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7 Delicious Steps to a Stronger Memory

How you eat really can make a difference

4. Binge on blueberries ... as well as strawberries, spinach, kale and butternut squash

Brightly colored fruits and dark green vegetables are rich in carotinoids and flavonoids — powerful antioxidants that boost BDNF and may slow the onset of dementia by repairing the damage from free radicals, unstable molecules that attack healthy cells.

In a recent study, researchers at the Brigham and Women's Hospital in Boston found that older women who ate two or more servings of strawberries and blueberries a day were able to forestall memory decline by 2-1/2 years. Green vegetables are also high in magnesium, a potent nutrient in the war against inflammation (see sidebar).

Tip: Aim for four to five servings a day of fruits and vegetables. Besides the ones mentioned above, try avocadoes, red grapes and raisins, raspberries, plums and prunes, spinach, beets, asparagus, sweet red peppers, sweet potatoes and citrus fruits.

If you take any medications, check with your doctor before adding to your diet grapefruit, which can cut the effectiveness of a host of drugs, including many statins and antihistamines.

5. Slash trans fats

Trans fats are processed fats added to foods to extend their shelf life. These fats are double trouble — they both raise blood levels of "bad" cholesterol and lower levels of "good" cholesterol.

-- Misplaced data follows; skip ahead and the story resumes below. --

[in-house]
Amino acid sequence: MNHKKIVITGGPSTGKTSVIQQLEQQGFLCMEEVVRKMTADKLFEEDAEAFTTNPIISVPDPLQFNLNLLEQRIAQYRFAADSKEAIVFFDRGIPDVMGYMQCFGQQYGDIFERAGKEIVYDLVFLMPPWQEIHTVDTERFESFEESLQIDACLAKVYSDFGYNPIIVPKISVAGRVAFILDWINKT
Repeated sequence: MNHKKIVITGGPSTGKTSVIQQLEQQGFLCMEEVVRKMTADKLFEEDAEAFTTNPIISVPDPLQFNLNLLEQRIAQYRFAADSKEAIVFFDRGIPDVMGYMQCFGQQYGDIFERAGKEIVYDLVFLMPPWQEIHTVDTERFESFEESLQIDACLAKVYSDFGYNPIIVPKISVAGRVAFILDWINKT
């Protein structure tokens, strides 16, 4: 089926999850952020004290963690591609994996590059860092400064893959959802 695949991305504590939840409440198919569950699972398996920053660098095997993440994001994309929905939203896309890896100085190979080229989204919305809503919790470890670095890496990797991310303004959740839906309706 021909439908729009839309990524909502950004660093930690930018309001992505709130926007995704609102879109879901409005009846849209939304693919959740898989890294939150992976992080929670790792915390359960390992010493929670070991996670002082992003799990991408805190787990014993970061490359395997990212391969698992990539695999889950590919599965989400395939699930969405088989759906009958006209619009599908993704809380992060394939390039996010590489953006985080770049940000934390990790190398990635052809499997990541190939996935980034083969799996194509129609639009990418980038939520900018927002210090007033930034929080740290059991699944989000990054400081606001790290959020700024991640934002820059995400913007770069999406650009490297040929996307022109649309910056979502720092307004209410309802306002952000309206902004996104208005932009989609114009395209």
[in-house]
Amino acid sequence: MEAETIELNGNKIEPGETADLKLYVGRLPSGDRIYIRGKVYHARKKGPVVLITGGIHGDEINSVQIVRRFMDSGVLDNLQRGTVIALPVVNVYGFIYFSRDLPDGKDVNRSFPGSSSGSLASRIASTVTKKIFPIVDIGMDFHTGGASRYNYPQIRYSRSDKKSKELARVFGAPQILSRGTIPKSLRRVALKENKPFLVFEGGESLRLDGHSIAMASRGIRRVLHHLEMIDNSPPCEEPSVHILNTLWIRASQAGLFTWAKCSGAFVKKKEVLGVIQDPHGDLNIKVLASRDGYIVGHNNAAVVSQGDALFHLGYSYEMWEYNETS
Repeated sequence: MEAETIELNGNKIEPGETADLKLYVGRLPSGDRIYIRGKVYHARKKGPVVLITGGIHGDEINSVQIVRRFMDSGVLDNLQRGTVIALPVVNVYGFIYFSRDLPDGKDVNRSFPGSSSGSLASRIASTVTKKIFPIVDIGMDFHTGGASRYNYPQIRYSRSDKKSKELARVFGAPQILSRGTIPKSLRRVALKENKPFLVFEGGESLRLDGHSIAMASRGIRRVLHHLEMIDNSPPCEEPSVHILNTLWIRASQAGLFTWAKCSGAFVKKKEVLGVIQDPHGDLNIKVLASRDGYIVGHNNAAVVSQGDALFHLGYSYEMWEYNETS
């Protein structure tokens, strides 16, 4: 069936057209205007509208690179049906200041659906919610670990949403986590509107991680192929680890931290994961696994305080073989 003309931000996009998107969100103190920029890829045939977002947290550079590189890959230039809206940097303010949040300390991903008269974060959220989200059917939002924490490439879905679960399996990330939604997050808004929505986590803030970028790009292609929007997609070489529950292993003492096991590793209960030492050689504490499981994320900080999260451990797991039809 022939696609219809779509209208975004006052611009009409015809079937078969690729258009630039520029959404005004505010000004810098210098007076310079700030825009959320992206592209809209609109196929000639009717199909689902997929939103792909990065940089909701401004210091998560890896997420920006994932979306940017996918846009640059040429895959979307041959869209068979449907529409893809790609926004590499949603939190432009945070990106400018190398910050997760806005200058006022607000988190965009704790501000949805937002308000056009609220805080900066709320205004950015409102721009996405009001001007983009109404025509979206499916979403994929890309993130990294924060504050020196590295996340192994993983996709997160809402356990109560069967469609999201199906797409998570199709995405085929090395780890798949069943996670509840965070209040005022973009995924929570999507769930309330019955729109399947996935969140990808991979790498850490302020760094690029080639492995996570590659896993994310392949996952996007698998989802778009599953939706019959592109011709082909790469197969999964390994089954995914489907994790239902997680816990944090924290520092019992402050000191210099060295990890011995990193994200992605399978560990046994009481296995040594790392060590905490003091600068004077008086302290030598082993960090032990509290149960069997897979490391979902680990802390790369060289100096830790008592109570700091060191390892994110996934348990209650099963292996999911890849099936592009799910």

Bowman's research suggests they are also bad for the brain. When his team checked the blood levels of certain nutrients in 104 elderly participants, they found that those high in trans fats had significantly lower cognitive performance and less total brain volume than those who ate a more healthy diet.

Tip: Buy and prepare fresh foods as often as possible. Packaged and processed foods are full of trans fats, so read labels and if you see "partially hydrogenated" anything, don't buy it. Common culprits: french fries, chips, packaged baked goods, crackers, icing, stick margarine (tub margarine has less trans fat) and microwave popcorn. If you can't or won't cut out foods with a lot of trans fat, eat less of them, less often.

Next page: Skip sodas and sports drinks. »

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VIDEO EXTRA

HEALTHY FOR LIFE: Brain expert Dr. Paul Nussbaum explains why it's never too late (or early) to think about brain health. Why? Because the brain doesn't know how old it is nor does it care.

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